- Our next step is to estimate the impact of the program as implemented. We hypothesize that an alternative implementation of REA (or an REA-like program) with surer, swifter, and more substantial penalties for noncompliance than those described here would have larger impacts on reducing UI duration. We hypothesize these effects because more enforcement would lead to: (i) more claimants leaving UI to avoid attending the REA meeting; (ii) more claimants coming to the REA meeting, receiving services, and through those services leaving UI faster; and (iii) more claimants having their benefits suspended for noncompliance.
- Earlier random assignment evaluation evidence implied that classic enforcement (e.g., requiring more employer contacts; monitoring job search activity closely; and implementing uniform and immediate suspension of benefits until compliance response to noncompliance with these requirement) would have large impacts on UI duration and perhaps on earnings. It is our sense that a strong form of classic enforcement was not implemented in any of this study’s four participating states...Though the REA programs in the studied states did not include a strong classic enforcement component, conversations with state UI leadership in other states suggest that some states are doing so. In order to test the impacts of stronger enforcement, those programs might be worthy of rigorous evaluation. It is possible that more intensive assistance would have larger impacts on earnings. The REA evidence is not informative on that conjecture. Rigorous evaluation of a program with more intensive assistance also seems worthwhile. The study did not include a formal cost-benefit analysis. More careful cost-benefit analyses seem worthwhile.
Please see the Research Gaps page for additional research ideas to consider for your evaluation projects.
Klerman, J.A., Saunders, C., Dastrup, E., Epstein, Z., Walton, D., and Adam, T. (2020). Abt Associates. Evaluation of Impacts of the Reemployment and Eligibility Assessment (REA) Program: Final Report. Chief Evaluation Office, U.S. Department of Labor.
Impact Report Appendices
Saunders, C., Dastrup, E., Epstein, Z., Walton, D., and Adam, T., Klerman, J.A. (2020). Abt Associates. Evaluation of Impacts of the Reemployment and Eligibility Assessment (REA) Program: Final Report Appendices. Chief Evaluation Office, U.S. Department of Labor.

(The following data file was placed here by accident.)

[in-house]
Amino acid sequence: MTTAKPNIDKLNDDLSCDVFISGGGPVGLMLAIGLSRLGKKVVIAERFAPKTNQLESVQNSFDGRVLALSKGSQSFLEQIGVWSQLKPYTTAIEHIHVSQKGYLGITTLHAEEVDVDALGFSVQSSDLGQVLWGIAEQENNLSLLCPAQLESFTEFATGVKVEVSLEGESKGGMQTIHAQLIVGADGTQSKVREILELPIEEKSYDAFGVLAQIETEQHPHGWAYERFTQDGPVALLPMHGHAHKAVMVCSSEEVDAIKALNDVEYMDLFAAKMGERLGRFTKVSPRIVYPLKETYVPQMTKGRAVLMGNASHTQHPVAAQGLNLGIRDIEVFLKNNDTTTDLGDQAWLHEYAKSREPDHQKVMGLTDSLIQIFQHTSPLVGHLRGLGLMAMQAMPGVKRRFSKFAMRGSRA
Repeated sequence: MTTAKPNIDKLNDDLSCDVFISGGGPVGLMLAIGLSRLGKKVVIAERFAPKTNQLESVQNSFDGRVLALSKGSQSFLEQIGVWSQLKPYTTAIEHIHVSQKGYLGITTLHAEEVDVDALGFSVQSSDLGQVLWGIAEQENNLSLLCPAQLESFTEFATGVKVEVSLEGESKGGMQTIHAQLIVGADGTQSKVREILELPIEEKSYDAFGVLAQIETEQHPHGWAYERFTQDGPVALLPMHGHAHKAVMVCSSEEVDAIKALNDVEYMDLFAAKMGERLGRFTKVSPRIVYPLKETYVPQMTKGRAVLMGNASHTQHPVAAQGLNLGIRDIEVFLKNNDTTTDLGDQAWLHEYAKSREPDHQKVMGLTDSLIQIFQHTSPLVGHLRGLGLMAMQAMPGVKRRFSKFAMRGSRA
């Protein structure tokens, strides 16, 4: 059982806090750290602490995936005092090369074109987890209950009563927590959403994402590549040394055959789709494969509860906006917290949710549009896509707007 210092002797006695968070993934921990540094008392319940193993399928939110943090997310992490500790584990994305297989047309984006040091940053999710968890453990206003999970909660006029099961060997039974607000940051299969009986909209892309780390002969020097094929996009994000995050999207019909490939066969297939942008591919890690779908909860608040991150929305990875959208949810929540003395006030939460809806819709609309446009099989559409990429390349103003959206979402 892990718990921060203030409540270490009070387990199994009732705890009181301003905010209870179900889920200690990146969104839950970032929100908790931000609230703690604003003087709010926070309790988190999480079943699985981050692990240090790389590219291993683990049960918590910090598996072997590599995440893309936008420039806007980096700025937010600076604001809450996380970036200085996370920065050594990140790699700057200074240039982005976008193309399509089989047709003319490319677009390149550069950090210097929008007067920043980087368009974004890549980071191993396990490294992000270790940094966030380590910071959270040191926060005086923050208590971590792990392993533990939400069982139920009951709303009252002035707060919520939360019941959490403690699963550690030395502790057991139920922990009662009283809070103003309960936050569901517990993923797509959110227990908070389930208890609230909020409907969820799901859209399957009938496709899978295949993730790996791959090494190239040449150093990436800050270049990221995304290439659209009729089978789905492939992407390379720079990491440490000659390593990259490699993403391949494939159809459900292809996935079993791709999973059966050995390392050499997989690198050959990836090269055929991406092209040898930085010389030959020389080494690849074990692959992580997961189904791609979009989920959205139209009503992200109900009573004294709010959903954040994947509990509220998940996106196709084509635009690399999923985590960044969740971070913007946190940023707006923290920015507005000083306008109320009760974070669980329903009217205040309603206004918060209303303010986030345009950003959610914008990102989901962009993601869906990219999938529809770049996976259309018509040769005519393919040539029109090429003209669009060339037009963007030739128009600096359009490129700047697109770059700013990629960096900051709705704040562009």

Impact Study Brief: Findings Summary
Klerman, J.A., Saunders, C. (2020). Abt Associates. REA Impact Study Briefs: Findings Summary. Chief Evaluation Office, U.S. Department of Labor.
Impact Study Brief: Methodological Insights
Klerman, J.A., Saunders, C. (2020). Abt Associates. REA Impact Study Briefs: Methodological Insights. Chief Evaluation Office, U.S. Department of Labor.
Minzner, A., Klerman, J., Epstein, Z., Savidge-Wilkins, G., Benson, V., Saunders, C., Cristobal, C., and Mills, S. (2017). Abt Associates. REA Impact Study: Implementation Report. Chief Evaluation Office, U.S. Department of Labor.
The Department of Labor’s (DOL) Chief Evaluation Office (CEO) sponsors independent evaluations and research, primarily conducted by external, third-party contractors in accordance with the Department of Labor Evaluation Policy. CEO’s research development process includes extensive technical review at the design, data collection and analysis stage, including: external contractor review and OMB review and approval of data collection methods and instruments per the Paperwork Reduction Act (PRA), Institutional Review Board (IRB) review to ensure studies adhere to the highest ethical standards, review by academic peers (e.g., Technical Working Groups), and inputs from relevant DOL agency and program officials and CEO technical staff. Final reports undergo an additional independent expert technical review and a review for Section 508 compliance prior to publication. The resulting reports represent findings from this independent research and do not represent DOL positions or policies.